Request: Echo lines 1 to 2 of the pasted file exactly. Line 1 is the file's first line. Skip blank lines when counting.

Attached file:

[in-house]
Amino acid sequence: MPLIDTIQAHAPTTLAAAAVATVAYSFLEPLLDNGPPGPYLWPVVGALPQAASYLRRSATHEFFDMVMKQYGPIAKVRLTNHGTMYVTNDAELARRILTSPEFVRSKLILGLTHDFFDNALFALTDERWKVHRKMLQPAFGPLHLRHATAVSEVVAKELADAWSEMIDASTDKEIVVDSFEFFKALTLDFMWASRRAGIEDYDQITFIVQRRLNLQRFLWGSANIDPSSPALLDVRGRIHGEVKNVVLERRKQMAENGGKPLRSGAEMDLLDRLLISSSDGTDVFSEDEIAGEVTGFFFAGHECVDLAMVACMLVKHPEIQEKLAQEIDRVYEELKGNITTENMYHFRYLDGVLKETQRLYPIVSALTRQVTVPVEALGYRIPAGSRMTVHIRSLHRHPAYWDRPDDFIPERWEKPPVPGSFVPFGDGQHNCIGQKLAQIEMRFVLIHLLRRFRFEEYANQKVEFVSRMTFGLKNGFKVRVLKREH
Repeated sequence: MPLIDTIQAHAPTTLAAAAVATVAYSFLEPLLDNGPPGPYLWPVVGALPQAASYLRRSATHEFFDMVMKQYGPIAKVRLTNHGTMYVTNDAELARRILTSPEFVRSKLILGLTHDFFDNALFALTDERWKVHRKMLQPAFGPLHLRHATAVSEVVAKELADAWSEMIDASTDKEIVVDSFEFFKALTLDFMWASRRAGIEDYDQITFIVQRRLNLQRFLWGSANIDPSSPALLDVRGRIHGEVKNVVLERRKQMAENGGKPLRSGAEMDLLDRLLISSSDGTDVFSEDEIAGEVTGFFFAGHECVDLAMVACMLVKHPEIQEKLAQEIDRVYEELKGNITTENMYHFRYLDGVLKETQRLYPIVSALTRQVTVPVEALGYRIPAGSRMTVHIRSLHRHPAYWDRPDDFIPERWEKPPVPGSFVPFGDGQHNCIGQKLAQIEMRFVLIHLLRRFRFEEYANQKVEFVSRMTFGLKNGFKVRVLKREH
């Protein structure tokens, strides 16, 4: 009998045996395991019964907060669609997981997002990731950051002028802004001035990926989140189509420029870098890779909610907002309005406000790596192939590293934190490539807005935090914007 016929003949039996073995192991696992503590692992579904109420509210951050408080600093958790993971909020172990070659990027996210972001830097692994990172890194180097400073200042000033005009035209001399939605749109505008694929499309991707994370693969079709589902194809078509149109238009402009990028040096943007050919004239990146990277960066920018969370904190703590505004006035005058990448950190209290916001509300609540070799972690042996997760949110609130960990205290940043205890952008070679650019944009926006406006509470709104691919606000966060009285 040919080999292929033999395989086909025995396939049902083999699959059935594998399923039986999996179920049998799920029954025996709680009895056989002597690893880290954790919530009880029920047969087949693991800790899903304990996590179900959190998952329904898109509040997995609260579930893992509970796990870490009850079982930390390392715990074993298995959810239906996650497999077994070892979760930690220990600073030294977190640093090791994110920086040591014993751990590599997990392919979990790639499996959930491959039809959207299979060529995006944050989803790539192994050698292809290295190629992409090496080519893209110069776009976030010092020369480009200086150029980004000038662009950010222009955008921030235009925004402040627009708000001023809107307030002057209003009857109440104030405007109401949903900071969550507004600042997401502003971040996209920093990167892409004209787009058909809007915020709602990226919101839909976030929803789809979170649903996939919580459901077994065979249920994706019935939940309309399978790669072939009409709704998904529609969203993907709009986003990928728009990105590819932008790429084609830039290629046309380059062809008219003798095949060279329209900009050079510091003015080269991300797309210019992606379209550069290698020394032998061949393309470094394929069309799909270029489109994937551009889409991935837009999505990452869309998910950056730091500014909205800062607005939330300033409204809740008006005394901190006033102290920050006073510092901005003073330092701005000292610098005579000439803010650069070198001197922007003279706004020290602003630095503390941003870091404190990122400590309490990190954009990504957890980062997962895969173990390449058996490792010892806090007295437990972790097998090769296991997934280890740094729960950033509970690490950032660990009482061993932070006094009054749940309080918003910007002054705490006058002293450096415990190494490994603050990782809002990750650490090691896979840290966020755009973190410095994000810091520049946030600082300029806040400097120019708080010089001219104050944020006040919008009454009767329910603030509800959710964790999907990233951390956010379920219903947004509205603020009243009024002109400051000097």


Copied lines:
[in-house]
Amino acid sequence: MPLIDTIQAHAPTTLAAAAVATVAYSFLEPLLDNGPPGPYLWPVVGALPQAASYLRRSATHEFFDMVMKQYGPIAKVRLTNHGTMYVTNDAELARRILTSPEFVRSKLILGLTHDFFDNALFALTDERWKVHRKMLQPAFGPLHLRHATAVSEVVAKELADAWSEMIDASTDKEIVVDSFEFFKALTLDFMWASRRAGIEDYDQITFIVQRRLNLQRFLWGSANIDPSSPALLDVRGRIHGEVKNVVLERRKQMAENGGKPLRSGAEMDLLDRLLISSSDGTDVFSEDEIAGEVTGFFFAGHECVDLAMVACMLVKHPEIQEKLAQEIDRVYEELKGNITTENMYHFRYLDGVLKETQRLYPIVSALTRQVTVPVEALGYRIPAGSRMTVHIRSLHRHPAYWDRPDDFIPERWEKPPVPGSFVPFGDGQHNCIGQKLAQIEMRFVLIHLLRRFRFEEYANQKVEFVSRMTFGLKNGFKVRVLKREH